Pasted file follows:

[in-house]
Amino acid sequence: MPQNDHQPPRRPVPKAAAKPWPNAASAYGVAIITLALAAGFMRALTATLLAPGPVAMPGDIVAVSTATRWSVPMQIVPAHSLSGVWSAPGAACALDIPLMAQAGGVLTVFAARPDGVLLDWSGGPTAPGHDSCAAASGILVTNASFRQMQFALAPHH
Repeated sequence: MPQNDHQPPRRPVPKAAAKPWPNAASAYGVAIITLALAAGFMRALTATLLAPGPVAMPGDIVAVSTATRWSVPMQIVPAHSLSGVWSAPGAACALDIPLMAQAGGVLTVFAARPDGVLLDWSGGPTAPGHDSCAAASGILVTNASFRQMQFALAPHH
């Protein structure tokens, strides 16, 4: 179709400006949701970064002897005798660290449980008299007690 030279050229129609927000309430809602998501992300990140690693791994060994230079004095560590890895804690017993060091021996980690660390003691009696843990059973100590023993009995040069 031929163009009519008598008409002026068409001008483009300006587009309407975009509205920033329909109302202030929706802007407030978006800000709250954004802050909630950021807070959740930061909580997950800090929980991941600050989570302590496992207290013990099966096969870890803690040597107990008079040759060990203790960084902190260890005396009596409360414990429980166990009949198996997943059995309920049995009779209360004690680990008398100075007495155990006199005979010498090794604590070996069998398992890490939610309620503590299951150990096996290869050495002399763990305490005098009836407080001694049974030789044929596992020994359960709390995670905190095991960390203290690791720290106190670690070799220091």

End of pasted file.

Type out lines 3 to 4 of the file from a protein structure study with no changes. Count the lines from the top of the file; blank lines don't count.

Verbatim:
Repeated sequence: MPQNDHQPPRRPVPKAAAKPWPNAASAYGVAIITLALAAGFMRALTATLLAPGPVAMPGDIVAVSTATRWSVPMQIVPAHSLSGVWSAPGAACALDIPLMAQAGGVLTVFAARPDGVLLDWSGGPTAPGHDSCAAASGILVTNASFRQMQFALAPHH
């Protein structure tokens, strides 16, 4: 179709400006949701970064002897005798660290449980008299007690 030279050229129609927000309430809602998501992300990140690693791994060994230079004095560590890895804690017993060091021996980690660390003691009696843990059973100590023993009995040069 031929163009009519008598008409002026068409001008483009300006587009309407975009509205920033329909109302202030929706802007407030978006800000709250954004802050909630950021807070959740930061909580997950800090929980991941600050989570302590496992207290013990099966096969870890803690040597107990008079040759060990203790960084902190260890005396009596409360414990429980166990009949198996997943059995309920049995009779209360004690680990008398100075007495155990006199005979010498090794604590070996069998398992890490939610309620503590299951150990096996290869050495002399763990305490005098009836407080001694049974030789044929596992020994359960709390995670905190095991960390203290690791720290106190670690070799220091």